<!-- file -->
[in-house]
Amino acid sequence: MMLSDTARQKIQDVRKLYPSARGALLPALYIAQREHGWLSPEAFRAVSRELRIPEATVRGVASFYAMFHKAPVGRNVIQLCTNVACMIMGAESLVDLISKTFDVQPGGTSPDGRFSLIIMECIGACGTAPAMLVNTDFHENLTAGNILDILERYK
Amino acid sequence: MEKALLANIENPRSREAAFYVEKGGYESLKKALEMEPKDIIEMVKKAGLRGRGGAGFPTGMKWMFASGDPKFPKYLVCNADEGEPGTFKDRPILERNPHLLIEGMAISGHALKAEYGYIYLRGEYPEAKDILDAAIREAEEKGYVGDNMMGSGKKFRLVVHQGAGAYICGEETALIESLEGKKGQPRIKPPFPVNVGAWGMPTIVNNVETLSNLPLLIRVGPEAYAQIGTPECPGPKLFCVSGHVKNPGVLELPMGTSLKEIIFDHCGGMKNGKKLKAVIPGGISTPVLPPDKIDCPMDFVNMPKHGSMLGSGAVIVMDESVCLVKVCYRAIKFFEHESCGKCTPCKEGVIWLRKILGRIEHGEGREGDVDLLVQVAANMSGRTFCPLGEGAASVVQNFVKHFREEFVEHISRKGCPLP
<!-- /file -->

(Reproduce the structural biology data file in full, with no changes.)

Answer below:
[in-house]
Amino acid sequence: MMLSDTARQKIQDVRKLYPSARGALLPALYIAQREHGWLSPEAFRAVSRELRIPEATVRGVASFYAMFHKAPVGRNVIQLCTNVACMIMGAESLVDLISKTFDVQPGGTSPDGRFSLIIMECIGACGTAPAMLVNTDFHENLTAGNILDILERYK
Amino acid sequence: MEKALLANIENPRSREAAFYVEKGGYESLKKALEMEPKDIIEMVKKAGLRGRGGAGFPTGMKWMFASGDPKFPKYLVCNADEGEPGTFKDRPILERNPHLLIEGMAISGHALKAEYGYIYLRGEYPEAKDILDAAIREAEEKGYVGDNMMGSGKKFRLVVHQGAGAYICGEETALIESLEGKKGQPRIKPPFPVNVGAWGMPTIVNNVETLSNLPLLIRVGPEAYAQIGTPECPGPKLFCVSGHVKNPGVLELPMGTSLKEIIFDHCGGMKNGKKLKAVIPGGISTPVLPPDKIDCPMDFVNMPKHGSMLGSGAVIVMDESVCLVKVCYRAIKFFEHESCGKCTPCKEGVIWLRKILGRIEHGEGREGDVDLLVQVAANMSGRTFCPLGEGAASVVQNFVKHFREEFVEHISRKGCPLP